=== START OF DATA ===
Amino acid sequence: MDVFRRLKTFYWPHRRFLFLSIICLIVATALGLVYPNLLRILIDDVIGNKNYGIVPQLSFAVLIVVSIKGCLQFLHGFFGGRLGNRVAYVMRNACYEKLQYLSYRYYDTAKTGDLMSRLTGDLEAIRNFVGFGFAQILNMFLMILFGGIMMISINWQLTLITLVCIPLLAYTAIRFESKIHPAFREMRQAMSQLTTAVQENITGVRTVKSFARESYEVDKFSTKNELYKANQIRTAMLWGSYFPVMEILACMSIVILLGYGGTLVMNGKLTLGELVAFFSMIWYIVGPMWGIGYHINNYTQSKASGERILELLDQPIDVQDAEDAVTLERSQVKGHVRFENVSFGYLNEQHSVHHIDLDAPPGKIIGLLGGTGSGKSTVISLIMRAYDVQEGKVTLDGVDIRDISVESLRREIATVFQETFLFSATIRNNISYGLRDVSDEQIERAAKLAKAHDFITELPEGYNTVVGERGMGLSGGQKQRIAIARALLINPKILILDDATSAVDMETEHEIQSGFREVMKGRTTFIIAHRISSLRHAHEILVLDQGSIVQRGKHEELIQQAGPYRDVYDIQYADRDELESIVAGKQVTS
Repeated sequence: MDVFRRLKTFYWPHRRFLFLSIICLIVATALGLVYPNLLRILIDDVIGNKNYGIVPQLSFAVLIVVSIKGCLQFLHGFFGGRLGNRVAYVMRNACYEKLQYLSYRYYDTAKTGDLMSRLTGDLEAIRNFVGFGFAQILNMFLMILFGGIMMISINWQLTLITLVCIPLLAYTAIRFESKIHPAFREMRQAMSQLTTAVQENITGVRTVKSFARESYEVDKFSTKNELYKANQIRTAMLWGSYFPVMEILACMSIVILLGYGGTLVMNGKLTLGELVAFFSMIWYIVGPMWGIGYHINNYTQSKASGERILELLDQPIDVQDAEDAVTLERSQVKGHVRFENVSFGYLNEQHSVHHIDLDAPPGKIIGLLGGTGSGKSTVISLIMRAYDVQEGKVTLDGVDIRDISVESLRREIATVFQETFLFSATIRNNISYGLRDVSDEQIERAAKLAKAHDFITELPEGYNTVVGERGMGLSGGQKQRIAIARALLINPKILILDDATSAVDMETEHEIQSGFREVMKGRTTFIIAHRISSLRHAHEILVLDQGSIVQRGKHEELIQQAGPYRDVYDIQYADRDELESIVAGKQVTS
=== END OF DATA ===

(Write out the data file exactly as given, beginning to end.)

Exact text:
Amino acid sequence: MDVFRRLKTFYWPHRRFLFLSIICLIVATALGLVYPNLLRILIDDVIGNKNYGIVPQLSFAVLIVVSIKGCLQFLHGFFGGRLGNRVAYVMRNACYEKLQYLSYRYYDTAKTGDLMSRLTGDLEAIRNFVGFGFAQILNMFLMILFGGIMMISINWQLTLITLVCIPLLAYTAIRFESKIHPAFREMRQAMSQLTTAVQENITGVRTVKSFARESYEVDKFSTKNELYKANQIRTAMLWGSYFPVMEILACMSIVILLGYGGTLVMNGKLTLGELVAFFSMIWYIVGPMWGIGYHINNYTQSKASGERILELLDQPIDVQDAEDAVTLERSQVKGHVRFENVSFGYLNEQHSVHHIDLDAPPGKIIGLLGGTGSGKSTVISLIMRAYDVQEGKVTLDGVDIRDISVESLRREIATVFQETFLFSATIRNNISYGLRDVSDEQIERAAKLAKAHDFITELPEGYNTVVGERGMGLSGGQKQRIAIARALLINPKILILDDATSAVDMETEHEIQSGFREVMKGRTTFIIAHRISSLRHAHEILVLDQGSIVQRGKHEELIQQAGPYRDVYDIQYADRDELESIVAGKQVTS
Repeated sequence: MDVFRRLKTFYWPHRRFLFLSIICLIVATALGLVYPNLLRILIDDVIGNKNYGIVPQLSFAVLIVVSIKGCLQFLHGFFGGRLGNRVAYVMRNACYEKLQYLSYRYYDTAKTGDLMSRLTGDLEAIRNFVGFGFAQILNMFLMILFGGIMMISINWQLTLITLVCIPLLAYTAIRFESKIHPAFREMRQAMSQLTTAVQENITGVRTVKSFARESYEVDKFSTKNELYKANQIRTAMLWGSYFPVMEILACMSIVILLGYGGTLVMNGKLTLGELVAFFSMIWYIVGPMWGIGYHINNYTQSKASGERILELLDQPIDVQDAEDAVTLERSQVKGHVRFENVSFGYLNEQHSVHHIDLDAPPGKIIGLLGGTGSGKSTVISLIMRAYDVQEGKVTLDGVDIRDISVESLRREIATVFQETFLFSATIRNNISYGLRDVSDEQIERAAKLAKAHDFITELPEGYNTVVGERGMGLSGGQKQRIAIARALLINPKILILDDATSAVDMETEHEIQSGFREVMKGRTTFIIAHRISSLRHAHEILVLDQGSIVQRGKHEELIQQAGPYRDVYDIQYADRDELESIVAGKQVTS